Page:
This is to  say one thing, if we Africans must contribute anything tangible, we must come to the basic level of objectivity and for us to do that, it is important we are grounded in our culture, drawing from the implications and symbols of precolonial knowledge and philosophies because more often than not this knowledge attests to a universality that has been greatly down-trodden if not completely lost elsewhere in other cultures, especially in the cultures of the so-called developed world. Furthermore we would be operating from a point of weak foothold if we do not ground ourselves in the meanings and symbols of our precolonial knowledge. It is only when we return many steps backward can we eventually retrace it with a conscious understanding of how we got here.

The nuances in the relationship between the white and black race are too many and too interwoven to be dismissed solely as the product of man’s wickedness to man. I believe that there  was something of universality lost to humanity, and it now falls on our shoulders to find that. How or what involved the atrocities of this loss of universality to humanity is something we can continuously debate until we are at our wit’s end, but it will never move us any inch forward if it is not done for the purpose of rediscovering lost values by taking an objective inventory of events. All nostalgia to the past aimed solely at pointing fingers will yield only barren results.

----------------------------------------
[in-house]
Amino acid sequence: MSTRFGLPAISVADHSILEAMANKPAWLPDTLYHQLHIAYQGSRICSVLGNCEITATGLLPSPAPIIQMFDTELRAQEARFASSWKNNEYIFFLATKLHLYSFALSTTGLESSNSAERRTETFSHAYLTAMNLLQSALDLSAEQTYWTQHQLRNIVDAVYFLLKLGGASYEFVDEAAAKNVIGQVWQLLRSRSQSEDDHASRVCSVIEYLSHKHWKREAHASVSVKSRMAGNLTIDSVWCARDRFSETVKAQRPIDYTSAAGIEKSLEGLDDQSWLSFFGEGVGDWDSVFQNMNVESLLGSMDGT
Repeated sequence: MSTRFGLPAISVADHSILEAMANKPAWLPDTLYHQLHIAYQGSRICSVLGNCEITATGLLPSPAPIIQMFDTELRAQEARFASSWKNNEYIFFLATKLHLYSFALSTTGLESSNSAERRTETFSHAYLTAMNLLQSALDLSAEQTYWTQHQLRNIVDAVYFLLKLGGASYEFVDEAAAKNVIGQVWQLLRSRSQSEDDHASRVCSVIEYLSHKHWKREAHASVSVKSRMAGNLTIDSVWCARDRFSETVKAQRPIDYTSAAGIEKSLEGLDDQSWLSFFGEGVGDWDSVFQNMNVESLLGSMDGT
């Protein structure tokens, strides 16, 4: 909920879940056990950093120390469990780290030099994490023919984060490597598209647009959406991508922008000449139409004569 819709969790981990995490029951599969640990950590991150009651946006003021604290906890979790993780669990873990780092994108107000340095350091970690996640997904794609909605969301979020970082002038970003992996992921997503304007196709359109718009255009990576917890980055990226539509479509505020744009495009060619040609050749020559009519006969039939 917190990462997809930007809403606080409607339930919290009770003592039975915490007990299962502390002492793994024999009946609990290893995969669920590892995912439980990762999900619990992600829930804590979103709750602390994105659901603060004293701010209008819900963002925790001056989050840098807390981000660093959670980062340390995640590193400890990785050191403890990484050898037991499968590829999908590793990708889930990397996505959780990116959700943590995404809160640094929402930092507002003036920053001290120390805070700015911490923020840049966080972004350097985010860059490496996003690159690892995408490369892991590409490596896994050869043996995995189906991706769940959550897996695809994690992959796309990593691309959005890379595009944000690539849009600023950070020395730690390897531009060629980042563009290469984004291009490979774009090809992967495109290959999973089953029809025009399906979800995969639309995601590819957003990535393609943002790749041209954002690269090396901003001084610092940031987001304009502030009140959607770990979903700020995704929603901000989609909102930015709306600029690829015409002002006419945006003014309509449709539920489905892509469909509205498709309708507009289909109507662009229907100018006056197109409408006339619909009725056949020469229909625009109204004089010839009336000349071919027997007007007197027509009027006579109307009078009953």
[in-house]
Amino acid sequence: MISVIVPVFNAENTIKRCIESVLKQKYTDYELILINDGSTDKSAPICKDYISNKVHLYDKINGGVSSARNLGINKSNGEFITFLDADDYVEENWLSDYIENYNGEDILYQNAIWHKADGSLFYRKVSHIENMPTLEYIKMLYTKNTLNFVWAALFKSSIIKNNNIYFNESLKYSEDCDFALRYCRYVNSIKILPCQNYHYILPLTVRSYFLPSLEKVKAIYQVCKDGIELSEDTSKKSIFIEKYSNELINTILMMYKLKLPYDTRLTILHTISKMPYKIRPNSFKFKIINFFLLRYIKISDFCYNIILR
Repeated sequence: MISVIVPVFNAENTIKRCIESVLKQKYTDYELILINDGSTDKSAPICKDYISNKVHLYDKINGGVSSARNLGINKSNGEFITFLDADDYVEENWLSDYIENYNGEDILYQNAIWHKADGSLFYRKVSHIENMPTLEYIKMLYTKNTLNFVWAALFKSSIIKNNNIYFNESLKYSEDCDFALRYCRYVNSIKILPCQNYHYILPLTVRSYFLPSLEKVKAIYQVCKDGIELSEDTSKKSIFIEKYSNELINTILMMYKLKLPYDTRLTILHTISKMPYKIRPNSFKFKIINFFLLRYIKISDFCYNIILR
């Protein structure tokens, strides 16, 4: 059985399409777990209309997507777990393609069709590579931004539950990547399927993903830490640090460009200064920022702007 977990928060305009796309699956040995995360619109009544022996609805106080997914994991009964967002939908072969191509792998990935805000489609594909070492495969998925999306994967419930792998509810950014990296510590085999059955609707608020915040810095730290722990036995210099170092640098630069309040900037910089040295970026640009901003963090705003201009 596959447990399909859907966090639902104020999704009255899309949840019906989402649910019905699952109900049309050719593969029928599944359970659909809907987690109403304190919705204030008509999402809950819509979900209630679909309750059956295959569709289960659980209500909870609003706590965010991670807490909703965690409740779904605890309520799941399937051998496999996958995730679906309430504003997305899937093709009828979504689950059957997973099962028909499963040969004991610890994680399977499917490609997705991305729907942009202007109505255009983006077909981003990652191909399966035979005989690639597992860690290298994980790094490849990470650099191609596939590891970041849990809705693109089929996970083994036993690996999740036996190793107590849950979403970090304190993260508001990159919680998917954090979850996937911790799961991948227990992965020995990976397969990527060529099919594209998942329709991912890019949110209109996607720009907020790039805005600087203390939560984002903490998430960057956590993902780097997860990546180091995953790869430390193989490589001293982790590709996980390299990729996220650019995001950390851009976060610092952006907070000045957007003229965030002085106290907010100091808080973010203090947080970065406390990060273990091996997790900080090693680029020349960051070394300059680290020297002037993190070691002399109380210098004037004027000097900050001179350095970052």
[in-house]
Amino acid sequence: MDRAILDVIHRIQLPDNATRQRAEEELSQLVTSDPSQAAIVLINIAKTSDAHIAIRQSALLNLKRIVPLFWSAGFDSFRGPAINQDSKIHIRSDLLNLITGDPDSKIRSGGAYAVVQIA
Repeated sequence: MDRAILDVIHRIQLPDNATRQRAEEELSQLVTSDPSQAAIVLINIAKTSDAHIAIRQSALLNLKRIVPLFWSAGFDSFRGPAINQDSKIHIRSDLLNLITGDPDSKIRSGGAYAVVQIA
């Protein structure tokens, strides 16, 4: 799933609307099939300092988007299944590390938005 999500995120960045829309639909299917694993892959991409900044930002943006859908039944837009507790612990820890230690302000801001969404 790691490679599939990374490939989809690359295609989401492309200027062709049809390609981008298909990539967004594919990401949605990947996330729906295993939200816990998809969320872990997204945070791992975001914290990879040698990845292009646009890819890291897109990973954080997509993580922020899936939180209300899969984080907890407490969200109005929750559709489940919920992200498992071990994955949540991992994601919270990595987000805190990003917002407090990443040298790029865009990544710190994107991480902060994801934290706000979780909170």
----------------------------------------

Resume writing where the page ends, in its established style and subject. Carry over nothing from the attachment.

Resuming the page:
I will conclude by saying that the average African should see a rediscovery of pre-colonial knowledge as a necessary requirement for the journey towards free will, which when attained will propose a new way of being not just for the black race, but for the world at large. It will not seek to impose itself nor validate its position, it will simply pull all that is human together, in unity and fruitful exchange, and by the same nature is reinforced.